Early in Amazing Grace, Reverend Dr. James Cleveland—the Grammy-winning choir director and, to many, the “King of Gospel”—reminds us why were here. This is a “religious service,” he says to the bustling crowd filling the New Temple Missionary Baptist Church, in Los Angeles. But its also a recording session. Here are the mics; theres the recording equipment; and all around is the camera crew assigned to make a movie.

“And if things should happen,” says Cleveland at the start, “and we have to take it over—you know how that is. So if you said Amen on it first, and we have to take it over, when we get back to that spot you say Amen again, hear?”

Cleveland already knows what listeners of Amazing Grace, the album being recorded over course of those two days in January of 1972, would soon discover for themselves: gospel is a collective experience. It is as much a matter of the voices soaring over the pews as it is of the voices amplifying that spirit by shouting back. Its the mere fact of wanting to shout back in the first place—of being impelled to catch the spirit by forces much greater than you, no matter how secular you are. Amazing Grace—Aretha Franklins canonical gospel masterpiece—is a case in point. So please, have your Amens ready.

Franklin, the church-raised phenom, was already the Queen of Soul by 1972, with a string of hits, multiple Grammys, and status as a household name. But despite a long history of loving and singing gospel (thanks in part to her father, C. L. Franklin, and to mentors like Cleveland), she hadnt produced a full-on gospel album since Songs of Faith—recorded in her fathers church, New Bethel Baptist in Detroit, when she was only 14. Hence, before it was even recorded, Amazing Grace was monumental. This was one of the greatest artists in the history of music returning to her home turf, filling out the edges of her talent in ways that only fellow churchgoers knew firsthand.

The albums successes speak for themselves: 2 million in sales, for one thing, to say nothing of its drastic re-insertion of black gospel—prominent during the civil-rights movement—into the American mainstream. The album melded genres: gospel standbys by the likes of Clara Ward mixed with Arethas singular interpretations of Carole Kings “Youve Got a Friend,” Marvin Gayes “Wholy Holy,” and the titular “Amazing Grace,” songs which—buoyed along by the Southern California Community Choir and their director, Alexander Hamilton—meld gospel with other genres so nimbly youre convinced the originals must have been gospel in the first place.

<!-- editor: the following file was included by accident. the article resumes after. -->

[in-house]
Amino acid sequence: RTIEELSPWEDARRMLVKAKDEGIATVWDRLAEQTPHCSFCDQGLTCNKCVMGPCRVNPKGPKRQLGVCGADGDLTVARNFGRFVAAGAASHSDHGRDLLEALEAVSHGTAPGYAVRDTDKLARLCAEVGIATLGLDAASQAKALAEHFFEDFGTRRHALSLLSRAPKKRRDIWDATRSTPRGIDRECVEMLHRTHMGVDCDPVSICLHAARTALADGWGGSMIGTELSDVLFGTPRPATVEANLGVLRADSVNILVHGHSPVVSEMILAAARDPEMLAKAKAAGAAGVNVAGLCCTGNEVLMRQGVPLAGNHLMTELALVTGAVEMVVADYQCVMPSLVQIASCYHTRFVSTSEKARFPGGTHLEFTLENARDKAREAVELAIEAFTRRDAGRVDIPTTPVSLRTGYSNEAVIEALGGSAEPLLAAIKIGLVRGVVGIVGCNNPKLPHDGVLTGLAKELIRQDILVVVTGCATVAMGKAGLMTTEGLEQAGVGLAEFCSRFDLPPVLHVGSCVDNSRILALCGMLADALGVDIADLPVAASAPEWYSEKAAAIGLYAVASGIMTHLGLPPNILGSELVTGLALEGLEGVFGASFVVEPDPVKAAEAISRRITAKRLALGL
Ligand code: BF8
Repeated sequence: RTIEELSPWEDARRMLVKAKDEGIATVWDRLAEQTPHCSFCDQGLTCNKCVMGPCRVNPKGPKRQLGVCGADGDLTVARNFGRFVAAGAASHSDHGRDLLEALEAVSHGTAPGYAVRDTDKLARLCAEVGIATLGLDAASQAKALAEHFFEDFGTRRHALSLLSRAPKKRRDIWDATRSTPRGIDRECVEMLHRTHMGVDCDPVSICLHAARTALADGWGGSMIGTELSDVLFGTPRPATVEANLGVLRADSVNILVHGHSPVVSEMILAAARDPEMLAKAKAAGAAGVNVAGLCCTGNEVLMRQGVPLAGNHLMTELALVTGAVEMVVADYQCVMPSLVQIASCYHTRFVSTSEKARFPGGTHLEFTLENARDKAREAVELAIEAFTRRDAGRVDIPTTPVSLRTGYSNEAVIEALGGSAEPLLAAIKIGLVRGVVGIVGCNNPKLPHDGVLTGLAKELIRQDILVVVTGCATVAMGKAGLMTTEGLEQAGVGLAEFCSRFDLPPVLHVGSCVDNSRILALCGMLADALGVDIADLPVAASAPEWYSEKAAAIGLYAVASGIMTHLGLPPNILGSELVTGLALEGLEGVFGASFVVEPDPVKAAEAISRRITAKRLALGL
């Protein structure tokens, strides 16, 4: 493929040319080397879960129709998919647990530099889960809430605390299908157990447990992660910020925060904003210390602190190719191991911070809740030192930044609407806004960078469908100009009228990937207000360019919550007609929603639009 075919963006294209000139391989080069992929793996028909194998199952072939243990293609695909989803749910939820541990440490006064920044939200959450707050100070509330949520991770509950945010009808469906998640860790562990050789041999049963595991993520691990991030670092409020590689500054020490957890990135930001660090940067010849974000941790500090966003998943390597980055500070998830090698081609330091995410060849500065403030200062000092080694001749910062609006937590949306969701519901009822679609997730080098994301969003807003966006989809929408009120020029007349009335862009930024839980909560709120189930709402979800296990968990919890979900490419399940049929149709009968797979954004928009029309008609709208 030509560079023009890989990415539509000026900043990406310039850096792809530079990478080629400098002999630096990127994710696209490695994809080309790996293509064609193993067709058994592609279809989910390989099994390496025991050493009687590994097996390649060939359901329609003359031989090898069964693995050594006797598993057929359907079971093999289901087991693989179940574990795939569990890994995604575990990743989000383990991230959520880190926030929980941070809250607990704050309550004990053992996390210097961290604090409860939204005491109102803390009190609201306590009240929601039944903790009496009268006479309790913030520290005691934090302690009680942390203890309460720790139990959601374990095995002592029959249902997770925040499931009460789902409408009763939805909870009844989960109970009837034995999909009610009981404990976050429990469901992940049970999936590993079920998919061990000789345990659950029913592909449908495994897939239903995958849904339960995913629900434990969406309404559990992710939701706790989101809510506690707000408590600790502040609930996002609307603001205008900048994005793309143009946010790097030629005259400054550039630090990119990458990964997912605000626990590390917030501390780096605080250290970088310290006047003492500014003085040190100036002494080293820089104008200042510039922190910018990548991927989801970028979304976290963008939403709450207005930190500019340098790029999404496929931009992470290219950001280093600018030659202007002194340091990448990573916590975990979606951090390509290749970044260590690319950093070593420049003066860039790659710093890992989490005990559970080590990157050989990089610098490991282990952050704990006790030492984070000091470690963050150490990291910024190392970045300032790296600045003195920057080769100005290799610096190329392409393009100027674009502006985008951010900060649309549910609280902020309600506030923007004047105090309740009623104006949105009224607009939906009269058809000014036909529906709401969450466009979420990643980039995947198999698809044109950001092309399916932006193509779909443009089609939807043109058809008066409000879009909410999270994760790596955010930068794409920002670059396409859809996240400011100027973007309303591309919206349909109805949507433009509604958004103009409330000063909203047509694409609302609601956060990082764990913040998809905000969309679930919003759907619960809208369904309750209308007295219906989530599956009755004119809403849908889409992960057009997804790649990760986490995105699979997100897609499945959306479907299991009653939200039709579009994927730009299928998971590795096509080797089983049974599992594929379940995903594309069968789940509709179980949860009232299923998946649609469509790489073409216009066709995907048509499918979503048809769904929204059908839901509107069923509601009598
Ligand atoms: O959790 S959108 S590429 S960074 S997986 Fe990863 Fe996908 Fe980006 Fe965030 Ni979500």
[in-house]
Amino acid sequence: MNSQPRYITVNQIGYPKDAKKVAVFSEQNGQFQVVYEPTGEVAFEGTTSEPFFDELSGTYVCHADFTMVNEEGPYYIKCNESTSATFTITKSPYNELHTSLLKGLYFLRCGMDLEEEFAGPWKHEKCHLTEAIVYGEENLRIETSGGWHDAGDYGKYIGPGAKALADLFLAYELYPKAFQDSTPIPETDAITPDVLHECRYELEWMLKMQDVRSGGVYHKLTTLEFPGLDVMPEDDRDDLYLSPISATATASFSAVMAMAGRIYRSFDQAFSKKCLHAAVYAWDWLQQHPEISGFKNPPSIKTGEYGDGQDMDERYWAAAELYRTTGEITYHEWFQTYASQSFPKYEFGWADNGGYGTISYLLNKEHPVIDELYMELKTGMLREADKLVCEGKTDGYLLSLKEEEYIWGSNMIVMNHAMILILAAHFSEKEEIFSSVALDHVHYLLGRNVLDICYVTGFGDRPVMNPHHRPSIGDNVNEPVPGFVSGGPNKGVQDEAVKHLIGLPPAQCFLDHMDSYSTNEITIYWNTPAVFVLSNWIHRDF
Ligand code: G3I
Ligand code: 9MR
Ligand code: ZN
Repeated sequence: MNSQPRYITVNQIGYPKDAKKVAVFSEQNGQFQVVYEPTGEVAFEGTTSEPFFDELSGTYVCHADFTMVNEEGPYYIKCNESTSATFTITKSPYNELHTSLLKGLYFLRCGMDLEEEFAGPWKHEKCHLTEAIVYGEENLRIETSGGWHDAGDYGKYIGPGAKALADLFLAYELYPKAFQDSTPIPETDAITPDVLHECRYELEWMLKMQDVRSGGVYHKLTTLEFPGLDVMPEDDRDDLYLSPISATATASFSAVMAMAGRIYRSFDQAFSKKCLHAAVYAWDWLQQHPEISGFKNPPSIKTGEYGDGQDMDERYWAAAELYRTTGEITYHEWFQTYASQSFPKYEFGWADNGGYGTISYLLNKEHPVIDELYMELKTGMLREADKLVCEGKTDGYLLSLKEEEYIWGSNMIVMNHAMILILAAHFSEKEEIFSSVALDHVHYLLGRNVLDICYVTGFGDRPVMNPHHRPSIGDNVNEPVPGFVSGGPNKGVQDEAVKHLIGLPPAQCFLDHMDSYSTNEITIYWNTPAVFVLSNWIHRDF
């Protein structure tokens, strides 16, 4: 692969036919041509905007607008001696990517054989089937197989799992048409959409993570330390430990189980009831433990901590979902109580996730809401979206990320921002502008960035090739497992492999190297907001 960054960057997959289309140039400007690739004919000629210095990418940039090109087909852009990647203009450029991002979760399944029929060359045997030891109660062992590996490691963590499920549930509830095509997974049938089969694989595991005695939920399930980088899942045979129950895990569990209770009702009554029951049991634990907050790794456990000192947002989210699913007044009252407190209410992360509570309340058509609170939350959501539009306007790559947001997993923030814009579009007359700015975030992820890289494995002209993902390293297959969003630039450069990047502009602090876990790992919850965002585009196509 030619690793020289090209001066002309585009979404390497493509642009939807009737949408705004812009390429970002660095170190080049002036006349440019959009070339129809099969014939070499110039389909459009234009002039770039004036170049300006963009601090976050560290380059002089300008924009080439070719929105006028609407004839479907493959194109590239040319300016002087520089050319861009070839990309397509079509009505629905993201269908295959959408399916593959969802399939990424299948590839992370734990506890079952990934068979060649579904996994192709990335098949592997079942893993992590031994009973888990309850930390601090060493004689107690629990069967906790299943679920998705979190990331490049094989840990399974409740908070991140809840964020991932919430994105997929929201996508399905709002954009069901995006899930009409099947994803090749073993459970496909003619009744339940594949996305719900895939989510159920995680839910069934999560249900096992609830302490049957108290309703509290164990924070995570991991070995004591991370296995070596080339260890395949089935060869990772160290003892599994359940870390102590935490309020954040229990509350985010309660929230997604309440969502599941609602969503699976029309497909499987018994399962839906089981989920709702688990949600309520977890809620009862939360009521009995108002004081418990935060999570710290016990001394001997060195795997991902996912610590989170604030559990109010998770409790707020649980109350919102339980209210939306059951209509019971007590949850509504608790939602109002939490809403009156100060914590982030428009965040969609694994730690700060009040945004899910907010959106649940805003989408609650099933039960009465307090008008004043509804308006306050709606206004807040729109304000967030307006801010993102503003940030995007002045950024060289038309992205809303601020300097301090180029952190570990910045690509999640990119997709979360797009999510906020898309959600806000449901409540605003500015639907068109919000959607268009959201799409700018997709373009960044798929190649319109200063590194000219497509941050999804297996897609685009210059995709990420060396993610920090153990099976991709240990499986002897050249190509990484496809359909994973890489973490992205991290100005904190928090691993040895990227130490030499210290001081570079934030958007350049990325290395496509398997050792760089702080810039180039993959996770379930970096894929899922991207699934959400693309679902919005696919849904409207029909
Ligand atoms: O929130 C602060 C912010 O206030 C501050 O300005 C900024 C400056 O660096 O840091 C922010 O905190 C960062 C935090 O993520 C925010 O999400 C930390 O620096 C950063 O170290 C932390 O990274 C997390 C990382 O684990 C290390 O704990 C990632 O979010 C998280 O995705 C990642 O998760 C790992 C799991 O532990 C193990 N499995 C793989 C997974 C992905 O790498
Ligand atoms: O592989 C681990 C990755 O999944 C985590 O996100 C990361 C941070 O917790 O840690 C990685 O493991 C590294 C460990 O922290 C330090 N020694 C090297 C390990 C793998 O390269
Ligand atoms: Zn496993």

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This is an album that needs no visual component, really. But it always had one: there in 1972, running, kneeling, crouching between the pews with a small crew, was the popular American director Sydney Pollack, fresh off of making Depression-era drama They Shoot Horses, Dont They? with Jane Fonda. He had been assigned to film the recording session for Warner Bros. There was just one problem: Pollack and his crew used no clapperboard on set—so when it came time to assemble their finished product, the sound and images were impossible to sync.

And so the film went unseen for decades. Alan Elliott—once an A&R guy at Atlantic Records—mortgaged his home multiple times to buy the footage and, thanks to modern technology, was able to make a movie out of it. There were hiccups; Aretha herself sued to get the film pulled from the Telluride Film Festival. But now, finally, here it is: a rollicking, profound testament, not only to the quality of Franklins performance, which the recording already gave us, but to the intangibles that are better seen than heard.

In Amazing Grace, you watch, in startling, long close-ups, as the singer gears up to lean into the most soaring, difficult passages in her music. You see Cleveland, who accompanies her on piano, stopping midway through the titular song to compose himself; he is weeping. You see the audience practically falling out of its seats; Mick Jagger and Charlie Watts bopping along in back; members in the choir, sitting behind Aretha, who have to stop and stare in astonishment. You see Aretha taking breaks between songs, too—moments that testify, above all, to her consummate professionalism. You can glean, watching her address notes or stop to relax her voice, what this session was about. It is, as Cleveland tells us up top, church. But make no mistake: this, for Aretha, is about committing her masterful interpretations to record with the integrity and passion that her performances deserve.

Its a strange hybrid of a film: a concert movie à la Stop Making Sense and The Last Waltz, and comparably astonishing. But its arena is a humble church in Watts County, not the Winterland Ballroom. You get all the noise and breadth of the stadium—Arethas pipes on their own could give you that—but booming in a much more intimate setting, where the audience is much closer, to the point that them being moved by the music becomes a part of the music. Its a church,Read More – Source

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Vanity Fair

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